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Maintain inflation target at 4% … if it ain’t broke, don’t fix it: RBI paper

The study said aiming for a lower rate could impart deflationary bias to the monetary policy.

By: ENS Economic Bureau | Mumbai | December 29, 2020 4:16:35 am
The concept of trend or steady state inflation, the level to which actual inflation outcomes are expected to converge after short run fluctuations from a variety of sources, including shocks, die out.

An RBI study has said maintaining 4 per cent inflation is appropriate for India as targeting a lower rate could impart deflationary bias to the monetary policy.

“The weighted average trend inflation — our preferred trend inflation estimates — declined from above 5 per cent until Q2 of 2008 to around 5 per cent by 2009,” the Reserve Bank of India (RBI) paper said. It eased steadily thereafter and remained at 4.3 per cent in Q1 of 2020, the paper, authored by RBI official Harendra Kumar Behera and Deputy Governor Michael Debabrata Patra, said.

“An increase in sacrifice ratio — further disinflations will become costlier in terms of the output foregone. At the same time, the credibility bonus accruing to monetary policy warrants smaller policy actions to achieve the target. This points to maintaining the inflation target at 4 per cent into the medium-term. If it ain’t broke, don’t fix it,” the paper said.

The concept of trend or steady state inflation, the level to which actual inflation outcomes are expected to converge after short run fluctuations from a variety of sources, including shocks, die out.

“It is worthwhile to note that trend inflation still remains above the target under flexible inflation targeting (FIT), although it is on a declining trajectory. This indicates that inflation expectations are not yet fully anchored to the target but convergence is underway,” the paper said. Underlying this is a decline in the inflation persistence, indicating that households and businesses in India are becoming more forward looking than before as credibility associated with monetary policy increases, it said.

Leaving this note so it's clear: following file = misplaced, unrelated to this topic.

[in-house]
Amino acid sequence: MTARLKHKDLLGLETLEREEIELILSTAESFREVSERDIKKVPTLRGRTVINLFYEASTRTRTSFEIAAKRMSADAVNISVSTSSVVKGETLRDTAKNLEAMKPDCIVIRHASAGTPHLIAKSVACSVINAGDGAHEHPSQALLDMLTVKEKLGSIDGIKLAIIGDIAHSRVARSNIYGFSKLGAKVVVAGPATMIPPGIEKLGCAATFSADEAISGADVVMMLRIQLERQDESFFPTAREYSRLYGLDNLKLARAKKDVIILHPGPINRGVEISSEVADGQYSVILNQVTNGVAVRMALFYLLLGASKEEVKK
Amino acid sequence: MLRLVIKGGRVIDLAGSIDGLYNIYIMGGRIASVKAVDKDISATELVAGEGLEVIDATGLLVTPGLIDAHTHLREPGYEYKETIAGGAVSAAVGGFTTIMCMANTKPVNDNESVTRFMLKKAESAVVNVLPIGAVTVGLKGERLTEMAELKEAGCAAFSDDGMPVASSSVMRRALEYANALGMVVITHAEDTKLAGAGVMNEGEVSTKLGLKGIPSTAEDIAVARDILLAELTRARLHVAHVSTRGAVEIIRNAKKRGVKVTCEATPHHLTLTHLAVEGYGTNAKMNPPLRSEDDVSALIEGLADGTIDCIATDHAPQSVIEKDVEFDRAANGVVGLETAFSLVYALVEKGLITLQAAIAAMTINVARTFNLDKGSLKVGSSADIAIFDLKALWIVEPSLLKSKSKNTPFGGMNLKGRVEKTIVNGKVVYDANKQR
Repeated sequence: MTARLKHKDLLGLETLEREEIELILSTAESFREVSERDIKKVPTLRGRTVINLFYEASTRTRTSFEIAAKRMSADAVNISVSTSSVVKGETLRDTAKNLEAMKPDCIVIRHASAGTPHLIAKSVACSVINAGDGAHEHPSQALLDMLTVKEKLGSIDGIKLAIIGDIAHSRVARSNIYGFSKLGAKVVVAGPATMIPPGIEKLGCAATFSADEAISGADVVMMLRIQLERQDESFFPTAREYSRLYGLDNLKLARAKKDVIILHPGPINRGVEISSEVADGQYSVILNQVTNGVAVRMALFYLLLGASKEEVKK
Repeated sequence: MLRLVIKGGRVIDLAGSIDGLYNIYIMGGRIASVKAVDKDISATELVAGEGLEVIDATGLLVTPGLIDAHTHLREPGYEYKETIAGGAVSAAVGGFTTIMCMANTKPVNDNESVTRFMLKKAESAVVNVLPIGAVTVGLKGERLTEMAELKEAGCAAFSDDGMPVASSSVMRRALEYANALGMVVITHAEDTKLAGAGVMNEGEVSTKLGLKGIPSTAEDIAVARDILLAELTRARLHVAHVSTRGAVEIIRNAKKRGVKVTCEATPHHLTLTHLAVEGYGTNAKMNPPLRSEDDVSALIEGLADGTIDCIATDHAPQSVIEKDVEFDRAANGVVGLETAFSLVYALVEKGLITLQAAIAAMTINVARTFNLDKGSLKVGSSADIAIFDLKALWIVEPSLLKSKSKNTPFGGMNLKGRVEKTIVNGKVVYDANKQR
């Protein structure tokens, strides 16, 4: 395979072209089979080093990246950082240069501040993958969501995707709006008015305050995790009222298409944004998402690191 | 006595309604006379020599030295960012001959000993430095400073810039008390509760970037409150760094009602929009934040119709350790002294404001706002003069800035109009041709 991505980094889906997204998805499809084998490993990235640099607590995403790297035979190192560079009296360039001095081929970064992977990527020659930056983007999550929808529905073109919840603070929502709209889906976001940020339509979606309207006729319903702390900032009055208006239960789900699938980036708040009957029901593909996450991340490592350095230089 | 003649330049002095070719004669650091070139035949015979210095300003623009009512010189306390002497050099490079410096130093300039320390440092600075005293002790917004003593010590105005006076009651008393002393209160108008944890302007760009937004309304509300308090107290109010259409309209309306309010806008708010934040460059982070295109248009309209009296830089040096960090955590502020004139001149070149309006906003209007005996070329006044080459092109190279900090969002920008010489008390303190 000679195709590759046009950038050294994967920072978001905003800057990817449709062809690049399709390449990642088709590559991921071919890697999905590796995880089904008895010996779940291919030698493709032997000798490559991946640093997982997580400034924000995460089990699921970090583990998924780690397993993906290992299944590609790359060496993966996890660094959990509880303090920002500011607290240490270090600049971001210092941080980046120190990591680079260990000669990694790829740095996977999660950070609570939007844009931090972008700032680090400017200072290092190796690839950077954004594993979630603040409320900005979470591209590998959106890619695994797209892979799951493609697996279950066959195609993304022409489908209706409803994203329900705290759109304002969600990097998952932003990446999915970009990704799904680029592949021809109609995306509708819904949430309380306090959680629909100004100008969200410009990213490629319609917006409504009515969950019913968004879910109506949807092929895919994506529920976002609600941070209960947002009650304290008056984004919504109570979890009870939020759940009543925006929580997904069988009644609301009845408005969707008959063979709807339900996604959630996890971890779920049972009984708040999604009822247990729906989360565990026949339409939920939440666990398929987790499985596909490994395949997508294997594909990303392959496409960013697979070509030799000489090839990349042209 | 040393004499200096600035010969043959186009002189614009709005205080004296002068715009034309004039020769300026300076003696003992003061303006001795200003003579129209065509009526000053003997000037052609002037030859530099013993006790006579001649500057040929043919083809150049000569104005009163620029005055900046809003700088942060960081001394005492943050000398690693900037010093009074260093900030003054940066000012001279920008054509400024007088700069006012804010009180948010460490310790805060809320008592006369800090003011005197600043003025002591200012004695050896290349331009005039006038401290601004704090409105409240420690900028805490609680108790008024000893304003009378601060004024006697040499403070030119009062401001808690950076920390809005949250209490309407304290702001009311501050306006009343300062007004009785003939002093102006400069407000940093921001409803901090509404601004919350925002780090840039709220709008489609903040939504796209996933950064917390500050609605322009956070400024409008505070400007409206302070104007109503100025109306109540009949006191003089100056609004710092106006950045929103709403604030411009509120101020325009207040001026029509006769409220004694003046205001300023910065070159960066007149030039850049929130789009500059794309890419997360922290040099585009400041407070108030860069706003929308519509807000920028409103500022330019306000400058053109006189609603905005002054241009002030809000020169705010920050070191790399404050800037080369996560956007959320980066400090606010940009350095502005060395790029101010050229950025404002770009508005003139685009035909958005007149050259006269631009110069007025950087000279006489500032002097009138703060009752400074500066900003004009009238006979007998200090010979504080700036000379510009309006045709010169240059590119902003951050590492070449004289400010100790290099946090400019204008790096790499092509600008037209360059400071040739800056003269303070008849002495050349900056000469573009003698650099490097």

“Understanding persistence or the tendency of inflation to converge slowly to its trend is also critical to fashioning appropriate monetary policy responses in terms of the size and timing of policy actions,” the paper added.

“A target set below the trend imparts a deflationary bias to monetary policy because it will go into overkill relative what the economy can intrinsically bear in order to achieve the target.

“Analogously, a target that is fixed above trend renders monetary policy too expansionary and prone to inflationary shocks and unanchored expectations. Trend inflation is an empirical question and choice of methodology is crucial if the estimate of trend inflation has to be precise,” the paper stated. Within the proliferation of work on the subject, there is a loose consensus that none of them can outperform the random walk model for forecasting purposes, it said.

For the setting of monetary policy, it is necessary to consider significant changes in the overall macroeconomic ecosystem in which monetary policy is conducted. Trend inflation was falling even ahead of the institution of FIT and the latter entrenched this tendency, as reflected in rising probability of trend inflation at 4 per cent in both filtered and smoothed posterior estimates, it said. “The probability-weighted 16 average of trend inflation has come down from around 5 per cent until 2014 when the pre-conditions of FIT were beginning to 4.1-4.3 per cent in Q12020, just before Covid struck.”

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